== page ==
Exploration and puzzles are a very mixed bag. Every character has his/her/its own special ability with which he/she/it can open up routes, both necessary and optional. The abilities involve solving various minigames which are pretty satisfying and clever in their own way. The acquisition of new abilities encourages you to go back to explore previous sections, even previous planets. Several sections of the game are just thoroughly well designed, such as PAL-18's adventure through an abandoned chemical plant, a segment that includes both satisfying puzzles and a nice little story. I also really enjoyed The Lost Vikings type of problem solving presented in the game's final mission.
But much of the rest involves fetching various items, talking to the right people and just generally bouncing around the gameplay area like a billiard ball. The developers must have played a bit too many point-and-click adventure games, because many puzzles revolve around clicking everything in sight (which often has to be done with the correct character). Often there are items you need to fetch but that don't spawn until you've talked to the right people; only then do they magically appear, forcing you to go back to where you just were. There are quite a lot of sidequests, but they're mostly about talking to some guy on planet X, then spending the next 10 minutes making your way to planet Y to talk to another guy there. For some tasks you need specific characters, but there's no easy way to switch between them; most of the time you need to go fetch them all the way from Sender Station (kinda like the Citadel in Mass Effect). But the game is at its absolute worst (aside from the final boss) when it mixes battle-infested dungeons with tedious puzzles and repetitive, blocky design, such as in the Verilent Hive & Villain Ship.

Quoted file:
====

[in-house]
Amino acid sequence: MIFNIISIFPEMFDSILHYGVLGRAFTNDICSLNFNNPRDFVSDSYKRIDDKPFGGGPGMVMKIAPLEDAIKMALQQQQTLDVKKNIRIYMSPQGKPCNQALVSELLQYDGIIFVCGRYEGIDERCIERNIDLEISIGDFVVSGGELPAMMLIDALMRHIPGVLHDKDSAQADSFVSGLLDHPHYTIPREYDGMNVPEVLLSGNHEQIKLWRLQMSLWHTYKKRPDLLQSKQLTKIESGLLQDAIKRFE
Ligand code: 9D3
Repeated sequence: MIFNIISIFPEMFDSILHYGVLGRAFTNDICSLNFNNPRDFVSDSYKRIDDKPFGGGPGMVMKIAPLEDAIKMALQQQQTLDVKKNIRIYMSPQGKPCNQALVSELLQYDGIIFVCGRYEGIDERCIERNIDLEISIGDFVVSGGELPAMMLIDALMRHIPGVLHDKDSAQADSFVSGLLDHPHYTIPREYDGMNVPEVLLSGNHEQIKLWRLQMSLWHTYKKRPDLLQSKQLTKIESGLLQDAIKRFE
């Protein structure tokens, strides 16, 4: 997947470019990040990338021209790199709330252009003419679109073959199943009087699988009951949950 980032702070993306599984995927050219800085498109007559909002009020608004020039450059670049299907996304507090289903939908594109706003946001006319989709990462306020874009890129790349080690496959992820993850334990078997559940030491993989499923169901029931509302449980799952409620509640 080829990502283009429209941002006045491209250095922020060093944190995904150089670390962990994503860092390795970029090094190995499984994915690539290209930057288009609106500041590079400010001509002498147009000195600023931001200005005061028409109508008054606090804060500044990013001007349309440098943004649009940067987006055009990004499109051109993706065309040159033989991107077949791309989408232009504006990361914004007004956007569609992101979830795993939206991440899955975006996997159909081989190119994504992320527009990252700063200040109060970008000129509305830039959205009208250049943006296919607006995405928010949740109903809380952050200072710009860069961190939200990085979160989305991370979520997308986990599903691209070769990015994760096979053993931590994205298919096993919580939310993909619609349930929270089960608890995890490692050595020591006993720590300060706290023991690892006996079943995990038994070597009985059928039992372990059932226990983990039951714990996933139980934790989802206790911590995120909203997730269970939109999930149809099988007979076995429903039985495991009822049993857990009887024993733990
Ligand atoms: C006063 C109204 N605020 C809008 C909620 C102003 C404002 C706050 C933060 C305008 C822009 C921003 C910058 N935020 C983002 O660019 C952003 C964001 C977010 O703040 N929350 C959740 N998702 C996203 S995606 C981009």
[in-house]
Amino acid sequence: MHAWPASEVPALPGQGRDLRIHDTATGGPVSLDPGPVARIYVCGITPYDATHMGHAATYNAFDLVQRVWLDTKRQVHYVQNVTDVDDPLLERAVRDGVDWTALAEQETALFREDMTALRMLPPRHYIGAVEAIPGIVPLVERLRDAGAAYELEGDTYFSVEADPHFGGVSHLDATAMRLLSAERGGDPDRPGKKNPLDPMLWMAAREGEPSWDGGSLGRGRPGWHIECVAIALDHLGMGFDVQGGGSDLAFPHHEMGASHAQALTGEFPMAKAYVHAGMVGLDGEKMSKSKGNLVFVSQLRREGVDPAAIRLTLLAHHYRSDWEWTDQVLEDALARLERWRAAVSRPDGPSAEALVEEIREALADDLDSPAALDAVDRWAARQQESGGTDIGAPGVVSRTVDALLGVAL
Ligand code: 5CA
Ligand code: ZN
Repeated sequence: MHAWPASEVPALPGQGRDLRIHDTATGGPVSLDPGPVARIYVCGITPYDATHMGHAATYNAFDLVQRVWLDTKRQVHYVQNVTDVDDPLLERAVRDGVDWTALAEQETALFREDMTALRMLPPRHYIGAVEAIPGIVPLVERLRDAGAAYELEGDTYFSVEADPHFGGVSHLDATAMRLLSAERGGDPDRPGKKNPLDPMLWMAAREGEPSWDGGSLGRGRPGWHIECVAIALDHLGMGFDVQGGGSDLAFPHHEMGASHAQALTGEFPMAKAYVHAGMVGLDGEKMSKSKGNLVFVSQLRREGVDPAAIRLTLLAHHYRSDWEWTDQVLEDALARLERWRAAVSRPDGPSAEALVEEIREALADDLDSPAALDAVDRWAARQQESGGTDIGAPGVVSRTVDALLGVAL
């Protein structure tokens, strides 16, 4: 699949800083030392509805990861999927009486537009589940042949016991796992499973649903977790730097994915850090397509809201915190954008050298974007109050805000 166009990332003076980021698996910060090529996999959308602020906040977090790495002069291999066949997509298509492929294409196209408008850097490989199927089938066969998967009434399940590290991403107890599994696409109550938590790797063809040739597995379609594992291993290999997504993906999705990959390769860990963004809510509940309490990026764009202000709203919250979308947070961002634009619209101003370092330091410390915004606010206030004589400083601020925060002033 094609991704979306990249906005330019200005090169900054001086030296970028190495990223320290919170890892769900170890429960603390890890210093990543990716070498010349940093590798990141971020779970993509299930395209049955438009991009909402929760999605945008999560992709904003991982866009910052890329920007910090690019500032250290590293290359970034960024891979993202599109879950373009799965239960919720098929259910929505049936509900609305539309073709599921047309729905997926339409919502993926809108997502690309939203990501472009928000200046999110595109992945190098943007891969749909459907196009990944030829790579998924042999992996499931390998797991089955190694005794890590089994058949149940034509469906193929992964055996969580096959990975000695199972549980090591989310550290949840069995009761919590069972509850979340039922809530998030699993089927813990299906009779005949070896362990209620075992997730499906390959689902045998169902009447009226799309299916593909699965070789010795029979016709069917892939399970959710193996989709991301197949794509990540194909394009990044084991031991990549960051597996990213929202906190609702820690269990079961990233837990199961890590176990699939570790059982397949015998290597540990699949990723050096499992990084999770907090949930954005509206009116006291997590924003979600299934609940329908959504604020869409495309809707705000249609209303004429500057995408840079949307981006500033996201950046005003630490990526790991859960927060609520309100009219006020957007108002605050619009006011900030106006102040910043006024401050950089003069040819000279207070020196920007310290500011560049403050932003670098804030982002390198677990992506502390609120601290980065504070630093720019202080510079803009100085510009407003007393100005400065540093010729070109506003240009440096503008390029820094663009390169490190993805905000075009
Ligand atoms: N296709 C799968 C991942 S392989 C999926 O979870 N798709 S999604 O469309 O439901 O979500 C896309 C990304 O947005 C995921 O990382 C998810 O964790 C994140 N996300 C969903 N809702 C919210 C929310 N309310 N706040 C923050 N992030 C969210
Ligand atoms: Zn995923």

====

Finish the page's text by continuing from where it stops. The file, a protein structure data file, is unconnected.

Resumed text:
There are also many things that are poorly explained or not explained at all. The game lacks simple information on weapon and gear stats when you're shopping. The limit/overload attacks lack descriptions (I still have no idea what Stiletto's "Stealth" and "Charm" powers do). And how the hell was I supposed to know that F11 brings out the camera when the settings menu lists only a few keys? I didn't even bother with the Elementor system (it was explained only once and you couldn't even try the system out at that time because you were lacking the ingredients), and it wasn't until late in the game that I realized I could adjust the amount of energy or whatever allocated to shields; they were on a list of nearly 20 other stats, none of which you could interact with. Some pre-rendered images also have this problem, that it's not always clear which bits you can interact with and which bits are merely details. There are also some issues on modern computers, such as slow camera transitions and stuttering while walking, but I found that limiting the framerate by enabling vertical sync solved almost every technical issue, so keep that in mind.
Conclusion: Anachronox is a memorable adventure with a story and cast of characters that suck you right in and won't let go until you've finished the game. That being said, it's not always easy to like this game; often it just makes things hard to enjoy. The battle system is an unmitigated failure, being the exact opposite of engaging and challenging, and too many puzzles rely on a lot of tedious legwork. Some might have difficulties getting past these rather fundamental issues, but in my opinion the good ultimately outweigh the bad aspects of the game. Anachronox is the kind of a game you'll start to appreciate even more over the years as time works its magic to remove any bad memories of being frustrated with the gameplay. In both good and bad, they don't make games like this anymore.